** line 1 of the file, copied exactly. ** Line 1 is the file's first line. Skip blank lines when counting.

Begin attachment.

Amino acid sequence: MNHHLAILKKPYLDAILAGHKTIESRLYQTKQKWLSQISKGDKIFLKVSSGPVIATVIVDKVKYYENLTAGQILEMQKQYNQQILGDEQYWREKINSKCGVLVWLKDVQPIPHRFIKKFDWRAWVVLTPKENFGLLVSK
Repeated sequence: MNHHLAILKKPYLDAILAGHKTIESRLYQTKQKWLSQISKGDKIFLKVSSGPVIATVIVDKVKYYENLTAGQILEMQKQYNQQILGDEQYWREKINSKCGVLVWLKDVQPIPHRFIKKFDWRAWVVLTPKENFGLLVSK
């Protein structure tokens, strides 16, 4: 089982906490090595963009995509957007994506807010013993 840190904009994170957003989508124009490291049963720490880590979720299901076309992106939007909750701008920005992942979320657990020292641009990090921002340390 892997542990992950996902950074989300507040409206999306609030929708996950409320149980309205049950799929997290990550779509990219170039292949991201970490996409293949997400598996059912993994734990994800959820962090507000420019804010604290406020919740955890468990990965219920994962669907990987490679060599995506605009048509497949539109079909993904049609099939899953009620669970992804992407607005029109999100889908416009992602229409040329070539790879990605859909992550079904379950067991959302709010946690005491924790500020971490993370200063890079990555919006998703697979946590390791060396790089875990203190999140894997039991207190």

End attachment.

Amino acid sequence: MNHHLAILKKPYLDAILAGHKTIESRLYQTKQKWLSQISKGDKIFLKVSSGPVIATVIVDKVKYYENLTAGQILEMQKQYNQQILGDEQYWREKINSKCGVLVWLKDVQPIPHRFIKKFDWRAWVVLTPKENFGLLVSK